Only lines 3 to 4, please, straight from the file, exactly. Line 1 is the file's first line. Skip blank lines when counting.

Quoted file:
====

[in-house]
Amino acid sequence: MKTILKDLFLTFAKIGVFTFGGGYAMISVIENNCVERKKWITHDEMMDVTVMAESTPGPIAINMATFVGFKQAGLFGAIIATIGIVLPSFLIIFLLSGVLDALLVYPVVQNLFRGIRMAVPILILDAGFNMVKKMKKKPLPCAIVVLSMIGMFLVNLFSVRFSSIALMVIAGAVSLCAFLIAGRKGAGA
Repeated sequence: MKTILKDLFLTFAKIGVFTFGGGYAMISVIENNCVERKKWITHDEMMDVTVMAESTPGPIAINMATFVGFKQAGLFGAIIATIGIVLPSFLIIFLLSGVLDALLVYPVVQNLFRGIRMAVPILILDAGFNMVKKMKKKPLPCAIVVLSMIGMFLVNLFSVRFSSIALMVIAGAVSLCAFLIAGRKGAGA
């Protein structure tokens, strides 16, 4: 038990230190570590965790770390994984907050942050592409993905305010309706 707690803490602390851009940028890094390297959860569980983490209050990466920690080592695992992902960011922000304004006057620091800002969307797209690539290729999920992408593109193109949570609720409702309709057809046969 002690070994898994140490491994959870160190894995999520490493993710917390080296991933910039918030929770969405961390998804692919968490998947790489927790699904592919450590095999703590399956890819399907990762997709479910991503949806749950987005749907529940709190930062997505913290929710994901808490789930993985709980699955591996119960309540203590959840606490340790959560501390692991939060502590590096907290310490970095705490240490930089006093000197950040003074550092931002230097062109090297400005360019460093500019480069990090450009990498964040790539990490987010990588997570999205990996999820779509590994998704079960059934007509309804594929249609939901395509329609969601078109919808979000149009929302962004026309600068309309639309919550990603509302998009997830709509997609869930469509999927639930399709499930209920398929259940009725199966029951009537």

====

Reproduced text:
Repeated sequence: MKTILKDLFLTFAKIGVFTFGGGYAMISVIENNCVERKKWITHDEMMDVTVMAESTPGPIAINMATFVGFKQAGLFGAIIATIGIVLPSFLIIFLLSGVLDALLVYPVVQNLFRGIRMAVPILILDAGFNMVKKMKKKPLPCAIVVLSMIGMFLVNLFSVRFSSIALMVIAGAVSLCAFLIAGRKGAGA
């Protein structure tokens, strides 16, 4: 038990230190570590965790770390994984907050942050592409993905305010309706 707690803490602390851009940028890094390297959860569980983490209050990466920690080592695992992902960011922000304004006057620091800002969307797209690539290729999920992408593109193109949570609720409702309709057809046969 002690070994898994140490491994959870160190894995999520490493993710917390080296991933910039918030929770969405961390998804692919968490998947790489927790699904592919450590095999703590399956890819399907990762997709479910991503949806749950987005749907529940709190930062997505913290929710994901808490789930993985709980699955591996119960309540203590959840606490340790959560501390692991939060502590590096907290310490970095705490240490930089006093000197950040003074550092931002230097062109090297400005360019460093500019480069990090450009990498964040790539990490987010990588997570999205990996999820779509590994998704079960059934007509309804594929249609939901395509329609969601078109919808979000149009929302962004026309600068309309639309919550990603509302998009997830709509997609869930469509999927639930399709499930209920398929259940009725199966029951009537």